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Benson, Joseph. "Commentary on 2 Samuel 18:17". Joseph Benson's Commentary. https://www.studylight.org/commentaries/rbc/2-samuel-18.html. 1857.

George Haydock's Catholic Bible Commentary

Him. Thus was the law executed upon Absalom, Deuteronomy xxi. 18. (St. Jerome) (Menochius) -- History scarcely affords a more detestable character; and his punishment was no less terrible than instructive. He was a figure of the Jews persecuting Jesus Christ, while he gave his blood for the redemption of these his enemies, and prayed for them. As they continued obdurate, they were held up as objects of horror both to heaven and to all nations, like Absalom suspended on the tree, and rejected by heaven and earth. (Calmet)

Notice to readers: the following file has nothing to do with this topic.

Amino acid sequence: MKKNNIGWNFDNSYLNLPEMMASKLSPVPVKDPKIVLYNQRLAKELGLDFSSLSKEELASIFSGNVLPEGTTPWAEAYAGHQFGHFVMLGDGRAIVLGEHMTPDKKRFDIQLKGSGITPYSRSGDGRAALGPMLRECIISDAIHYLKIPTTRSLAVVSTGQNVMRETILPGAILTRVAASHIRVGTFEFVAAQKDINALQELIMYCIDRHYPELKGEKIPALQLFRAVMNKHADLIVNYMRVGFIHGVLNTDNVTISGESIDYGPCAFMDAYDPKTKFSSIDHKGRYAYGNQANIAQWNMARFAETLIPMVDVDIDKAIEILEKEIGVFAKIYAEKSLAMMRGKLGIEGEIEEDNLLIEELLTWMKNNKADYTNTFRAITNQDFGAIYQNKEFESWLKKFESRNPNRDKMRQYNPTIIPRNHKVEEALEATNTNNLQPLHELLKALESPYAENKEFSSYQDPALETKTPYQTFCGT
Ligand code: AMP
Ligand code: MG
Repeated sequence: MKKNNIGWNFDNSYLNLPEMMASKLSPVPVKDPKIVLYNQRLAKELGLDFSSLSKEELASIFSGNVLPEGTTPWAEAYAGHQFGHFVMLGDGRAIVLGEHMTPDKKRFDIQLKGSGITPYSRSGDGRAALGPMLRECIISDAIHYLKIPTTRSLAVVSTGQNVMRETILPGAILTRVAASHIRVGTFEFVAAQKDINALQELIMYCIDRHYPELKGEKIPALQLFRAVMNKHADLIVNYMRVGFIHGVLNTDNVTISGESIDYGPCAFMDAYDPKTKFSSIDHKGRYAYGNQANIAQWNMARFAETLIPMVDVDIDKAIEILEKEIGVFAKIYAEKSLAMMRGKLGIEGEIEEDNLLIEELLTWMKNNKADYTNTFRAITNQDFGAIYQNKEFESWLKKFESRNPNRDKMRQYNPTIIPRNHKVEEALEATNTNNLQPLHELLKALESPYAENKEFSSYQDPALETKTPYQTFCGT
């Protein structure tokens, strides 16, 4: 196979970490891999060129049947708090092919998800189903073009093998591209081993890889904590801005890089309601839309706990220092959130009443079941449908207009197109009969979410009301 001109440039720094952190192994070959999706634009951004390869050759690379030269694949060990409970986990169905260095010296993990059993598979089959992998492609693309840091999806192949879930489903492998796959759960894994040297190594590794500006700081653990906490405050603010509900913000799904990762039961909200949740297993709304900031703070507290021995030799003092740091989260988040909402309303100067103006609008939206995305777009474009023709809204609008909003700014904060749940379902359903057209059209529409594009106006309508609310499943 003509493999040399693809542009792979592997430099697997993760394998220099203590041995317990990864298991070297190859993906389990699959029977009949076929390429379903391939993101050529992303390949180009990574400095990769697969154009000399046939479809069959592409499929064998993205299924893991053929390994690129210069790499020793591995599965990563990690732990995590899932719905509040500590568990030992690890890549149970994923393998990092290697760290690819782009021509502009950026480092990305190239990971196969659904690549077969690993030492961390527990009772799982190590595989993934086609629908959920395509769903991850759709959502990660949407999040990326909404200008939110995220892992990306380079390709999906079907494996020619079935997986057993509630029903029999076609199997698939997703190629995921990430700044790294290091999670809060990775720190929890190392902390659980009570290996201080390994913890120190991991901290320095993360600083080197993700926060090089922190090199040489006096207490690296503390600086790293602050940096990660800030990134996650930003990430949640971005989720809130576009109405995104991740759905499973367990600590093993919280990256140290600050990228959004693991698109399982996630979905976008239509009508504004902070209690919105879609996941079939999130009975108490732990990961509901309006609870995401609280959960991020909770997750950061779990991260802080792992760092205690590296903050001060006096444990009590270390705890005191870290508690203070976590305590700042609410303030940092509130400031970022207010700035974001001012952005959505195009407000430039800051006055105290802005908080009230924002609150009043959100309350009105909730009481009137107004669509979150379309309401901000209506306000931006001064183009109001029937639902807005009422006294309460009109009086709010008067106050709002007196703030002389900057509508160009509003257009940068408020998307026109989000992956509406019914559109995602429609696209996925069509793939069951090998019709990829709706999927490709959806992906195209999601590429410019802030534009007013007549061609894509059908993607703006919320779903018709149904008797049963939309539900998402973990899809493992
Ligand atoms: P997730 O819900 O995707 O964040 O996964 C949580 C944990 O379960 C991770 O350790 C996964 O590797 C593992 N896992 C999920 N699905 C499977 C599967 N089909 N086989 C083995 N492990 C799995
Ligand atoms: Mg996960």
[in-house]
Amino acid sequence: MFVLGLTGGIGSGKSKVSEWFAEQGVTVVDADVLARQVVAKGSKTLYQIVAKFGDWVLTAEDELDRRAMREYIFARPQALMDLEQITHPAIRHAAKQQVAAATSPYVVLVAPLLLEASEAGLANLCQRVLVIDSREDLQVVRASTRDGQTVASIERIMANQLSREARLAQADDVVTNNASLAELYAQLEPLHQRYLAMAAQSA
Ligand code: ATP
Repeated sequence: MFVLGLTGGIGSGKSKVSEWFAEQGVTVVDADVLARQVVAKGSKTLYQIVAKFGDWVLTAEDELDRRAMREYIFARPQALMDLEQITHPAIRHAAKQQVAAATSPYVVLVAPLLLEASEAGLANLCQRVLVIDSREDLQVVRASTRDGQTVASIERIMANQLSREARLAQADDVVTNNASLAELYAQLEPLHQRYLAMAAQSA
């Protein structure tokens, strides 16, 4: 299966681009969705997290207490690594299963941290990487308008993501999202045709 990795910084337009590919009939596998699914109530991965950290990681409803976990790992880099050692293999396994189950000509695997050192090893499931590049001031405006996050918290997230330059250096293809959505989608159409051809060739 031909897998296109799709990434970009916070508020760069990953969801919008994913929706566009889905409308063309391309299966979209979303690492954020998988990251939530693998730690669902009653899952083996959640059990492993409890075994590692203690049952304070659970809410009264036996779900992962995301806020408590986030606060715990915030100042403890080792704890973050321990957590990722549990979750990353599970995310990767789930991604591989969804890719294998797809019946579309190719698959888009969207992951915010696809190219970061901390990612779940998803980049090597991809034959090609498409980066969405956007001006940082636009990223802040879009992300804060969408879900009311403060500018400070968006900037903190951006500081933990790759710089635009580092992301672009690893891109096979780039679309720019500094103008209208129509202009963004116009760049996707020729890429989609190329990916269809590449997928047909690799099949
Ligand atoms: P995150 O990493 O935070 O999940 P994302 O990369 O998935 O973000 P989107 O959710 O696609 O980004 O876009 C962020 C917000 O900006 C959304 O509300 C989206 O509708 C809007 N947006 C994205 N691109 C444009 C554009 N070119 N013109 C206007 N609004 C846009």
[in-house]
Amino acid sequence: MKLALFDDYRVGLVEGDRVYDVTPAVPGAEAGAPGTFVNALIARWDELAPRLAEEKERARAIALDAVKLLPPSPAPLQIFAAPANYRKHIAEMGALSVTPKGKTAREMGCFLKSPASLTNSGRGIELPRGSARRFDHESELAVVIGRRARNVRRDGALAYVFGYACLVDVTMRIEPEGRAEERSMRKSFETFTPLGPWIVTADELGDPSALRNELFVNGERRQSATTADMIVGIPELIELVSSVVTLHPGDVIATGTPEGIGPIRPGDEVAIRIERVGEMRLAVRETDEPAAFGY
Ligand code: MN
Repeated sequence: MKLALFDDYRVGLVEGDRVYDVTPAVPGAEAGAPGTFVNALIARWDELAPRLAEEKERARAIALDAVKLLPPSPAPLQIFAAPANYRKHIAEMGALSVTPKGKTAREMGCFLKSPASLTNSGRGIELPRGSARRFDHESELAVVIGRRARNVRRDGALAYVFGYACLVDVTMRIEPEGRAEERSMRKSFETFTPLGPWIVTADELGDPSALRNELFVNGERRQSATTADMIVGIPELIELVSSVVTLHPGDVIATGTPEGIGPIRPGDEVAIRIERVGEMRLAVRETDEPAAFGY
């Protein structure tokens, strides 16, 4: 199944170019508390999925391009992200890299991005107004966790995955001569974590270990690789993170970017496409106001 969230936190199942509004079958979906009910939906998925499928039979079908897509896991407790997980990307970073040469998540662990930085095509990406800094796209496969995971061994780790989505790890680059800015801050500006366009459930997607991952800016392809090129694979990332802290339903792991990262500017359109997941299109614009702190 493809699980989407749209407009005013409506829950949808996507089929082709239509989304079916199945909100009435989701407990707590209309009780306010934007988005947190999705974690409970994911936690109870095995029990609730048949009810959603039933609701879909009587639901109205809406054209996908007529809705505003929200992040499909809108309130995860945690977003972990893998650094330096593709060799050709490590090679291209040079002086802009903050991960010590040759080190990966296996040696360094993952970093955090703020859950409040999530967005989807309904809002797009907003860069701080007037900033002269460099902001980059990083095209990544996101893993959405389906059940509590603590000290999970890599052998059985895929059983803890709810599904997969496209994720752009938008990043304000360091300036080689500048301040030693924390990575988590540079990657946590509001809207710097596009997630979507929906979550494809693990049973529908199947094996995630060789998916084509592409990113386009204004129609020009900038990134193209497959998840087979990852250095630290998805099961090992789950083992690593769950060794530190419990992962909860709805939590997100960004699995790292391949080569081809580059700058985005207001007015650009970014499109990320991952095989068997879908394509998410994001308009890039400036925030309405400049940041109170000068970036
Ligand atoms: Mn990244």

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Haydock, George Leo. "Commentary on 2 Samuel 18:17". "George Haydock's Catholic Bible Commentary". https://www.studylight.org/commentaries/hcc/2-samuel-18.html. 1859.

E.W. Bullinger's Companion Bible Notes

heap of stones. Not a memorial to honour but to warn (Joshua 7:26; Joshua 8:29). See note on 2 Samuel 18:18.

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Bullinger, Ethelbert William. "Commentary on 2 Samuel 18:17". "E.W. Bullinger's Companion bible Notes". https://www.studylight.org/commentaries/bul/2-samuel-18.html. 1909-1922.

Commentary Critical and Explanatory on the Whole Bible - Unabridged

And they took Absalom, and cast him into a great pit in the wood, and laid a very great heap of stones upon him: and all Israel fled every one to his tent.